Weeks ago, Sukuta youth clashed with riot police after Department of Physical Planning (DPP) started demolishing dozens of homes which the department said were on state reserved lands.
However, the people of Sukuta claimed the land belongs to the community as they accused the government of visiting injustice on the community over land ownership.
Speaking to journalists in a press confab on Tuesday held in Banjul, Buba Sanyang, permanent secretary (1) at the Ministry of Lands said “the demolition was done based on legal ground.”
He cited section 22 sub-section 1 (a) of the 1997 constitution as saying “no property of any description shall be taken possession of compulsorily, and no right over or interest in any such property shall be acquired compulsorily in any part of The Gambia.”
Acquisition of state properties, he added, can only be possible on certain conditions saying “the taking of possession or acquisition is necessary in the interest of defence, public safety, public order, public morality, public health, town and country planning, or the development or utilization of any property in such manner as to promote the public benefit;”
Speaking further, PS Sanyang said in accordance with section 5 of the State Lands Act 1991. “The districts of Kombo North, South and Central were designated as State lands with effect from 1st day of March, 1994.”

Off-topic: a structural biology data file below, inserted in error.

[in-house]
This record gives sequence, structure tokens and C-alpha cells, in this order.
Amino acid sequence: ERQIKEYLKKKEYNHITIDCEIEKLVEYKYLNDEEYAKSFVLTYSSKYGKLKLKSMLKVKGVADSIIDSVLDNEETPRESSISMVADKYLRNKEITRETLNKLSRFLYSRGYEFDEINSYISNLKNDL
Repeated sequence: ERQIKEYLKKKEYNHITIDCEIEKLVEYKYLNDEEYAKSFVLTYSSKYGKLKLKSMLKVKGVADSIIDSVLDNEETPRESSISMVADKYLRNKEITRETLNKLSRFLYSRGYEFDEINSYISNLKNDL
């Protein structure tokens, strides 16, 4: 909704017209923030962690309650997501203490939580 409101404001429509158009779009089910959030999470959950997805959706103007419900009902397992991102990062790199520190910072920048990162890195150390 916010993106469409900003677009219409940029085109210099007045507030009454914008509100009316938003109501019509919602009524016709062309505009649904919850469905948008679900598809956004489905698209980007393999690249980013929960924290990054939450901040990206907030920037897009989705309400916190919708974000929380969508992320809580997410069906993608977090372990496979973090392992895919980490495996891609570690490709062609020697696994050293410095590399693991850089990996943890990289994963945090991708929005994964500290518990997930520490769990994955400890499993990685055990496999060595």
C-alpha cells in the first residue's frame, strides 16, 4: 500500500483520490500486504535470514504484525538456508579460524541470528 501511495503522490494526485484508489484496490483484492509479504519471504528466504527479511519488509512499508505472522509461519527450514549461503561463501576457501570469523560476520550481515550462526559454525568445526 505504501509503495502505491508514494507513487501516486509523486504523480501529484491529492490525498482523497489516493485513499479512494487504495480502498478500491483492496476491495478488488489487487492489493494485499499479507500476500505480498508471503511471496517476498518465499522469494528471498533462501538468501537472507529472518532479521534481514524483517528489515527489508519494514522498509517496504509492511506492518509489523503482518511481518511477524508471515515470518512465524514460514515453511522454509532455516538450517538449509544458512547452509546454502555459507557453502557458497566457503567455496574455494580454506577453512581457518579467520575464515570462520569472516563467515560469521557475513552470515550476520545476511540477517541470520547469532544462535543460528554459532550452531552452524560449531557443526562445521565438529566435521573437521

He recalled that in 2007, the DPP had addressed a letter to the Sukuta leadership informing them that the Lands Ministry had instructed it (DPP) to prepare a residential layout in Sukuta village (between Old Salagi and Patehya), adding that “the department advised the village head to avoid making any lands transaction in the designated area in order to avert future conflict.”
The expert on Lands and Regional Governments said the families that were affected in Salagi extension such as the Brufut Bojang Kunda, Jamba Kunda, Bully Kunda, Tamba Kunda, Mambuna Kunda, Kenebering kunda and Mannya kunda were compensated with plots of lands at Brusubi as indicated in the Local Government Act.
He further explained that there was a challenge in compensating the Kebba family with land, adding later on the family addressed a letter to the ministry requesting the land compensation.
PS Sanyang noted that the ministry replied to the Kebba family that: “We acknowledged that the ministry indicated in writing that the Kebba Kunda family will be compensated in accordance with land acquisition and compensation 1991. As a result, we kindly urged your client to exercise a bit of patience while we try to sort out their compensation.”
He therefore, called on all and sundry to obey the law in order to help in maintaining peace and stability in the country.